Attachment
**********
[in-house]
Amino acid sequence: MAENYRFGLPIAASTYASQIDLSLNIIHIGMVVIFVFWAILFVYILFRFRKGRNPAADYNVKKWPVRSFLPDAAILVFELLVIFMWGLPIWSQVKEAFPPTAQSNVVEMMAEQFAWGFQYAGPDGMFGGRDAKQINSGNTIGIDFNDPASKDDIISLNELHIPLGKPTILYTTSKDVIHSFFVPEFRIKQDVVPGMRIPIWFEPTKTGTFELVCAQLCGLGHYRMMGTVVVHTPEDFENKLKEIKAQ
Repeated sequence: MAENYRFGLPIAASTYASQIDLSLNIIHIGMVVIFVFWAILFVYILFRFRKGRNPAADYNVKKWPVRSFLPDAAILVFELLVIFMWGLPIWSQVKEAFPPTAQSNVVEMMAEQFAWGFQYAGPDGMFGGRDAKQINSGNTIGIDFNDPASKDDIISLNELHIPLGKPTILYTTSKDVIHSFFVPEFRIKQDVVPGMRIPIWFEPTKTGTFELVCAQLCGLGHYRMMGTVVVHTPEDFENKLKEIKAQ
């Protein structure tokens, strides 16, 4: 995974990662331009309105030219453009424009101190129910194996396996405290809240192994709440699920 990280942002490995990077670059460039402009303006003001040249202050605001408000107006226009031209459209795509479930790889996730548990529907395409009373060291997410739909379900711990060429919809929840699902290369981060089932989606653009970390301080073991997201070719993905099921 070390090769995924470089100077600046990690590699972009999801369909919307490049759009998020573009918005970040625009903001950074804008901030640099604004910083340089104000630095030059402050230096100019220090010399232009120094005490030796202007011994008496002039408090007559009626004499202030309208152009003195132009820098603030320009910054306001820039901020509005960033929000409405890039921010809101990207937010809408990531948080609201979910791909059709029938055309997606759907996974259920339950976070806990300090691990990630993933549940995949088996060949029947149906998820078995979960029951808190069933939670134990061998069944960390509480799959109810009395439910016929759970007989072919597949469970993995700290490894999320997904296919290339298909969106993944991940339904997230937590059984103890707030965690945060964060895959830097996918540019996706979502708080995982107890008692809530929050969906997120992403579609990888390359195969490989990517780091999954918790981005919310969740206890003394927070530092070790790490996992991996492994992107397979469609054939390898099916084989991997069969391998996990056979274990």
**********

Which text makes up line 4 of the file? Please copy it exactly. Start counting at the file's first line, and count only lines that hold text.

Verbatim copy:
């Protein structure tokens, strides 16, 4: 995974990662331009309105030219453009424009101190129910194996396996405290809240192994709440699920 990280942002490995990077670059460039402009303006003001040249202050605001408000107006226009031209459209795509479930790889996730548990529907395409009373060291997410739909379900711990060429919809929840699902290369981060089932989606653009970390301080073991997201070719993905099921 070390090769995924470089100077600046990690590699972009999801369909919307490049759009998020573009918005970040625009903001950074804008901030640099604004910083340089104000630095030059402050230096100019220090010399232009120094005490030796202007011994008496002039408090007559009626004499202030309208152009003195132009820098603030320009910054306001820039901020509005960033929000409405890039921010809101990207937010809408990531948080609201979910791909059709029938055309997606759907996974259920339950976070806990300090691990990630993933549940995949088996060949029947149906998820078995979960029951808190069933939670134990061998069944960390509480799959109810009395439910016929759970007989072919597949469970993995700290490894999320997904296919290339298909969106993944991940339904997230937590059984103890707030965690945060964060895959830097996918540019996706979502708080995982107890008692809530929050969906997120992403579609990888390359195969490989990517780091999954918790981005919310969740206890003394927070530092070790790490996992991996492994992107397979469609054939390898099916084989991997069969391998996990056979274990």